The Porongurup Range is located east of Mount Barker with a National Park at the heart of the subregion. The range is only 12 kilometres long and 670 metres high, but features a luxuriant forest of giant karri trees and an understorey that puts on a brilliant display of wildflowers during spring and early summer. The range offers fantastic views of the Stirling Range to the north.

The spectacular spring wildflower season attracts large numbers of tourists, while good road systems provide access to the south coast with the spectacular coastline near Denmark and Albany a comfortable half-hour drive.

Now around 10 vineyards bask on the sunny northern slopes of the range in a climate well suited to cool climate viticulture.

The Wines

Wine grape production in the Porongurup subregion began with plantings of Riesling and Cabernet Sauvignon in 1978, followed by more plantings in 1979 and 1983. Now around 10 vineyards bask on the sunny northern slopes of the Porongurup Ranges in a cool climate.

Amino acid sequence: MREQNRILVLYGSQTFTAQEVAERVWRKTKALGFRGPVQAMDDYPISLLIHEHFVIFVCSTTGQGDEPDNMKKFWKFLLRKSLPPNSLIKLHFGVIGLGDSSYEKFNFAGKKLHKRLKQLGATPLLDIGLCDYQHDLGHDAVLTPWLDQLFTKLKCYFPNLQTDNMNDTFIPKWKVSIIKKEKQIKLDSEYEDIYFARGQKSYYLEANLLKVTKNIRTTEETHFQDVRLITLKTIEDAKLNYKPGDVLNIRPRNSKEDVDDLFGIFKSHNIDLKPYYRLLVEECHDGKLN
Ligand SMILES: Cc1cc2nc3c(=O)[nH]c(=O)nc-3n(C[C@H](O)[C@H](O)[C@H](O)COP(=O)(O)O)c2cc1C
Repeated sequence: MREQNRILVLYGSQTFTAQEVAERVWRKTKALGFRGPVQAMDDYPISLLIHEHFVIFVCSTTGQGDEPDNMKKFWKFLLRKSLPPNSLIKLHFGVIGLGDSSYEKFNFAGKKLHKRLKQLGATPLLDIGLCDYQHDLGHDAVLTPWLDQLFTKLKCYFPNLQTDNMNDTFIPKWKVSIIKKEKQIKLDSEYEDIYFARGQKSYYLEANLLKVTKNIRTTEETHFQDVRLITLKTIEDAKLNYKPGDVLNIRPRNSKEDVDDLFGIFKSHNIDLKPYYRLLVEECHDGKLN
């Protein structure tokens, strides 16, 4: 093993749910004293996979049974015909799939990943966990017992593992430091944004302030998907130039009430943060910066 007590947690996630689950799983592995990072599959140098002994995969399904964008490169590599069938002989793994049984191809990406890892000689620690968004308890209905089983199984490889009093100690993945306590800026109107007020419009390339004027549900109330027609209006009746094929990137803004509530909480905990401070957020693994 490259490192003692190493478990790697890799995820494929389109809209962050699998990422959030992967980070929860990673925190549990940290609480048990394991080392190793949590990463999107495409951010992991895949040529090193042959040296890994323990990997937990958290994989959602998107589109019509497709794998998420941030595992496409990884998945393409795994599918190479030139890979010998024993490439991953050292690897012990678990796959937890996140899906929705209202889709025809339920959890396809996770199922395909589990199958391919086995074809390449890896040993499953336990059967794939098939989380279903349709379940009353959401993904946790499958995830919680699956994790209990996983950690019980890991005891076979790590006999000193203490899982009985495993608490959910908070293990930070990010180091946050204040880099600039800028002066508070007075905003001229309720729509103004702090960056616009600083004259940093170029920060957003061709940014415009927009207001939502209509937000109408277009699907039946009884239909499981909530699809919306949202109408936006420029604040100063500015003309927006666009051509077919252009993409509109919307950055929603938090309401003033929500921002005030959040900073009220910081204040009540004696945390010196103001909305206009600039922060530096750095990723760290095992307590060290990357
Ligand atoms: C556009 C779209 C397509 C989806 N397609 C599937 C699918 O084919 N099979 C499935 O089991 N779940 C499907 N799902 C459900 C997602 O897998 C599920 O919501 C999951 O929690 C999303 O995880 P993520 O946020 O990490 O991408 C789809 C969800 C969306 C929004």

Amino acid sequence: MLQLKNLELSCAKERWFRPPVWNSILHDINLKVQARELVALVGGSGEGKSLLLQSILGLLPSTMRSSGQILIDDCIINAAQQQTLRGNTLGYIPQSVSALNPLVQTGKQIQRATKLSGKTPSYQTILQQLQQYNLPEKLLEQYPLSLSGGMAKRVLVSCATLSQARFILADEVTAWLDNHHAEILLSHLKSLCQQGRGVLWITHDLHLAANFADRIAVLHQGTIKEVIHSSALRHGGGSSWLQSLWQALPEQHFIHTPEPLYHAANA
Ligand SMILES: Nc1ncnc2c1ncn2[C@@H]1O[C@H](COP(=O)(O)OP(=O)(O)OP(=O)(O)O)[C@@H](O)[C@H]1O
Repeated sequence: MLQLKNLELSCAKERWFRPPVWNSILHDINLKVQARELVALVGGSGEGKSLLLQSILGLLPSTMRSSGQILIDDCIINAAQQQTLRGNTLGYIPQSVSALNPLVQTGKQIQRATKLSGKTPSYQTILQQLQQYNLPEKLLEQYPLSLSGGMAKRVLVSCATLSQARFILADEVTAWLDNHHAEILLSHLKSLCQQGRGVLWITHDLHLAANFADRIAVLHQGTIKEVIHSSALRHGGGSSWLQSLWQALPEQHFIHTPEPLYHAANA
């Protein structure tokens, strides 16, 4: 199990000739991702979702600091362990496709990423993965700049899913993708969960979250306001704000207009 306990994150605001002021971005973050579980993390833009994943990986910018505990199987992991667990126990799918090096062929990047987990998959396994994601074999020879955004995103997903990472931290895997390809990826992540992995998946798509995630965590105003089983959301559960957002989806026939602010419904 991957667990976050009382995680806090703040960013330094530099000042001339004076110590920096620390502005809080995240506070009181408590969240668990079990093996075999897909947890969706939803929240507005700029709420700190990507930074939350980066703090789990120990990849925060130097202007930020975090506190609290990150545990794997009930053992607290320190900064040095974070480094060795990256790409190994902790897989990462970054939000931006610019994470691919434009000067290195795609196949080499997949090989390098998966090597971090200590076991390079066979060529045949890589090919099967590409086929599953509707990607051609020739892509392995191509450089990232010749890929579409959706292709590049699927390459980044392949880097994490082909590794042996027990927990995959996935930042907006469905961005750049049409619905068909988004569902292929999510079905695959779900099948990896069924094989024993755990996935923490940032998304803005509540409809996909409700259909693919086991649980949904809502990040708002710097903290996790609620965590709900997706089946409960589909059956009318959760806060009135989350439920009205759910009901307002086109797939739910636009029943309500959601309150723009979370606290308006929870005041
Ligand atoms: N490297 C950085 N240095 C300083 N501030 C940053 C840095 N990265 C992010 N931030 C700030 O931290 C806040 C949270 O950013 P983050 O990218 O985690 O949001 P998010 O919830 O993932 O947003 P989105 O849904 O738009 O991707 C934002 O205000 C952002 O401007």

The subregion boasts a special climatic feature — a nocturnal thermal zone created by warm air rising above the denser cold air sliding down the hillsides and settling on the valley floor. This air drainage produces ideal conditions for ripening and reduces the risk of frost.

The Porongurup’s spectacular geomorphic granite range creates a variety of soil types, with karri loams and well drained loamy gravels the most productive.

The Porongurup’s reputation as a producer of distinctive cool climate wines, especially Riesling, Chardonnay and Pinot Noir, continues to grow and many boutique producers source fruit from the subregion.

Shiraz, Cabernet and Sauvignon Blanc are also produced with success.

Altitude 250-300m
34° 10’S
Average 310mm
(Oct – Apr)
Average 54%
(Oct – Apr)
Average 19°
(Oct – Apr)
Early Mar –
Early May
Granite soil
types with karri loams

Your guide to Porongurup